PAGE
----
In today’s healthcare environment, creating a positive customer experience isn’t any longer just a nice thing to do. Providers literally can’t afford patient dissatisfaction. It’s about more than avoiding a low rating on a survey. Poor patient-to-provider communications can result in more – and more serious – illness, and that translates into higher healthcare costs. In the U.S., poor clinical outcomes can also result in lower reimbursement rates for healthcare entities.
Where’s the pain?
When people are sick, they don’t want to wait. Whether it’s in an emergency room, physician’s office, on the phone or even at home waiting for test results, they want to communicate with their healthcare professional as quickly as possible.
In a world where there seems to be an app for everything, patients expect technology to handle almost any issue in their everyday lives. They want reliable electronic access to records and information, self-service in scheduling appointments, WiFi in waiting rooms and hospitals and the ability to communicate via multiple channels – email, phone, SMS and web chat.
At the same time, healthcare providers struggle with communications and technology, and for them the pain of a dysfunctional system translates into real dollars:
- For a missed appointment, the average cost per practice-physician/day is $411.
- The average cost to hospitals for a patient readmission within 30 days is over $14,000.
- Care teams lose 19 minutes per hour due to patient transfer delays caused by communications bottlenecks.
- Critical care nurses are interrupted 15 times per hour because of a lack of control over how and when they can be reached.
Since the passage of the Affordable Care Act, U.S. healthcare providers are being held more accountable for patient satisfaction and clinical outcomes. For reimbursement from Medicare and Medicaid, there has been a shift from fee-for-service to pay-for-performance. Higher readmission rates can translate into lower payments.
How can technology help?
In the 2016 HIMSS Leadership Survey, 95 percent of Health IT executives and professionals rated improved patient satisfaction and improved patient care and outcomes as their top three priorities for the coming year. How can technology help achieve those goals?
BMI Healthcare, the United Kingdom’s largest private hospital group, discovered that many patients had difficulty getting through to its hospitals because staffers were often busy attending to patients. Its solution was to route calls to a dedicated call center where trained agents could serve the callers’ needs.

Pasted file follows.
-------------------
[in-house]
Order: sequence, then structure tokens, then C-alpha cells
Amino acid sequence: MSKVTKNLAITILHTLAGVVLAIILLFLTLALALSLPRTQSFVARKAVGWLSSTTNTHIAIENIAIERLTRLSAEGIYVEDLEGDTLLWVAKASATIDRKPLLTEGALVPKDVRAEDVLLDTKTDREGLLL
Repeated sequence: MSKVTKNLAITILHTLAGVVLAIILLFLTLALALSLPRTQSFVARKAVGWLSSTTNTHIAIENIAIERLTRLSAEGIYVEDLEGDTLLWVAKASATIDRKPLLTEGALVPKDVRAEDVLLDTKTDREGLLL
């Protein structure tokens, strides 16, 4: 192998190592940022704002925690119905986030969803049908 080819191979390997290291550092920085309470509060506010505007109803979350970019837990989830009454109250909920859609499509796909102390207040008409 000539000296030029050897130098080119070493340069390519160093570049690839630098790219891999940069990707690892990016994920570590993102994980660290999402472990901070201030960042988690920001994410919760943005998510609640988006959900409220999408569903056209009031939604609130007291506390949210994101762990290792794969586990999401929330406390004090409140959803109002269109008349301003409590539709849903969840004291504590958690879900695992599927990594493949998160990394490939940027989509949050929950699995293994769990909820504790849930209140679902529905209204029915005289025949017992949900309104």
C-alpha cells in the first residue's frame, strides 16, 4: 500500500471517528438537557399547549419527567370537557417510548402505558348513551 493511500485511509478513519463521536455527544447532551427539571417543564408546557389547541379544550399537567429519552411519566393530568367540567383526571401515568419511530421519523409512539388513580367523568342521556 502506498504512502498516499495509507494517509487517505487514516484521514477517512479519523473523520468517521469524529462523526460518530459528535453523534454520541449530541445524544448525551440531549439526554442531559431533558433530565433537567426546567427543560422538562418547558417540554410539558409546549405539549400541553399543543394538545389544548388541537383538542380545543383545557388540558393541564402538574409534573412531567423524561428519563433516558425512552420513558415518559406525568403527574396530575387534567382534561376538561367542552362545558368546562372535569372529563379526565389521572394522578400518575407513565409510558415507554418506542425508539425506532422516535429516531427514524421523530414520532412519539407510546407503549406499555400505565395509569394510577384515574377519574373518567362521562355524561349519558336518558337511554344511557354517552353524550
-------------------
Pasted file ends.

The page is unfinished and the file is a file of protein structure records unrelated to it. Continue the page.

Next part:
As a result, abandoned calls fell from over 40 percent to under 1 percent. The average time to answer is now 20 seconds for more than 80 percent of calls. And, reported BMI IT Director Dan Morgan, “our conversion rate has gone from sub 30 percent to 75 percent plus.
“That’s translated directly into an improved bottom line response for our business, with the hospitals that are participating in the project seeing growth in excess of the rest of the group,” Morgan said. “That’s equally benefited patients by giving them much better service, and them getting through to the information they need when they need it.”
Hospitals are also using contact centers to continue care to discharged patients by coordinating follow up appointments, providing prescription refill reminders and other post-discharge support.
Multiple sites, different telephony systems and difficulty reaching the right person all complicate healthcare professionals’ ability to communicate efficiently. And that directly impacts the customer experience.
Think of it this way: Nurse A can’t get a hold of Doctor B while a patient struggles with pain. What if the hospital had secure instant messaging between smartphone devices, enabling the nurse to send more detailed questions or updates? Or if the system had individual, customized profiles that define how on-call staff can best be contacted, based on dynamic user-maintained schedules?
Another example: Giving patients access to their electronic records is now mandated by U.S. law. But more than just looking at records, patients want the ability to communicate directly with their healthcare provider. As a result, some hospitals have introduced features that allow a patient to enter a question into the hospital’s portal and receive an answer electronically. No need to make a call or wait on the phone.
At one time, all medical communications were synchronous, person-to-person, in the same room. Hopefully that kind of care will never disappear. But in today’s increasingly hectic and understaffed healthcare systems, new technologies can lead to better customer experiences and outcomes by allowing healthcare professionals to use their skills and time where it’s most needed.